Janice and Patrick divorced in 1974. After the divorce, Janice and the children moved to the town of Washington, where she became active in the local and county Democratic Party and the movement to shut down the Maine Yankee nuclear power plant. She taught her children that political activism and civic involvement are crucial and encouraged them to meet and talk to politicians at the local, state and national levels so they would never be intimidated by talking to powerful people.

Janice and her children moved back to their Swanville home in 1981. In 1985, Janice opened a secondhand store on lower Main Street in Belfast that would eventually become Azure Dragonfly, the metaphysical shop for which she was best known.

For nearly 30 years, Azure Dragonfly served as a safe space for spiritual explorers and a place where people could get a taste of music, jewelry, and rock crystals and gemstones from all around the world, as well as locally made handcrafted items. She was also well known for the Navajo and Zuñi jewelry and fetishes (small figurines that represent animals) she sold at her shop, which she bought from a woman who went to the reservations and purchased the pieces directly from the makers.

It’s hard to put into words how much the store meant, not just to Janice and her family but to the people who regularly shopped and visited her there. Janice’s friendship, compassion, understanding, and guidance helped people of all ages from Waldo County and far beyond.

After her retirement in 2005, Janice enjoyed spending time with her grandchildren and seeing them grow from tiny babies into amazing, intelligent, strong, and creative women. When Janice’s oldest granddaughter, Ali, moved to Maine in the late 2000s, she was delighted to meet and get to know her great-grandchildren as well.

The family wishes to thank Lisa Kushner, David Smith and Linda Garson-Smith for their extraordinary assistance and efforts that enabled Janice to stay in her home until almost the end of her life; and Adrianna Teresa Sciortino Culver for paying Janice’s final expenses. In addition, the doctors, nurses and discharge planning team at Waldo County General Hospital were incredibly helpful and kind during her final hospital stays, and the Riposta Funeral Home family made taking care of Janice’s final details from the other side of the country so much easier than it might have been.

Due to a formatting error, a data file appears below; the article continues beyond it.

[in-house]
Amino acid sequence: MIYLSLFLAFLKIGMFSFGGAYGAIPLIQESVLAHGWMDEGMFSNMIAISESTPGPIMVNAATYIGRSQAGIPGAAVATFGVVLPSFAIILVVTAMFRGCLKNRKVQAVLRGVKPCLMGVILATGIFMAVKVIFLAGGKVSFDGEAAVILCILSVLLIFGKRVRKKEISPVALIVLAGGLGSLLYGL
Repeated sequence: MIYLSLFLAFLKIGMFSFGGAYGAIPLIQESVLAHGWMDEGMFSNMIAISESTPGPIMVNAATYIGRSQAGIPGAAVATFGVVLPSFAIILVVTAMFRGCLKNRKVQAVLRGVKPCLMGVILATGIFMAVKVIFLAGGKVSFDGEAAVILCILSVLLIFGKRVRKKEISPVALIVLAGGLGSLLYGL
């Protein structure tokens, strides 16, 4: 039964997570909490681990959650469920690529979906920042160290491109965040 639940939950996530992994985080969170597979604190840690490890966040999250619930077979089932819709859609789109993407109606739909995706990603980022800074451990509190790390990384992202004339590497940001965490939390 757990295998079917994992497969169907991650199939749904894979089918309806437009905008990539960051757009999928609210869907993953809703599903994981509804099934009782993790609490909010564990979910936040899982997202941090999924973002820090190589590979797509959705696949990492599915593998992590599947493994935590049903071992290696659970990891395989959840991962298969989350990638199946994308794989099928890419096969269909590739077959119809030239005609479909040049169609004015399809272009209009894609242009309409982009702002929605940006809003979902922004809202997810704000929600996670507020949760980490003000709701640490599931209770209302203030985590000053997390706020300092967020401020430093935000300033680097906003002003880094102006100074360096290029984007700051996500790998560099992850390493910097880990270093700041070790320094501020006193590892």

Janice is survived by her sister, Catherine A. (Shaw) Leahy (also known by her pen name, Kate Bernadette Benedict) and her husband, John Leahy, of New York; her son, Damon Lobel of Florida and Thailand, her daughter, JaneAMara “JaneA” Kelley of Seattle, Wash., and her son, Michael Colin Patrick Kelley of County Kerry, Ireland; four grandchildren, Alexandria “Ali” Wilson and Clara Kelley of Belfast, Annica “Ana” Kelley of Northport, and TigerLily Kelley of Port Townsend, Wash.; and three great-grandchildren, Cameron Chauvin, Faythe Wilson, and Kenny Wilson, all of Belfast.

Due to the COVID-19 pandemic, there was no funeral. Burial took place Sept. 9 at Rainbow’s End Cemetery in Orrington, and arrangements were made by Riposta Funeral Home in Belfast. Janice’s daughter, JaneA, is planning to host a virtual celebration of her life at a date to be determined. If you would like to participate, please email her at kelley.janea@gmail.com.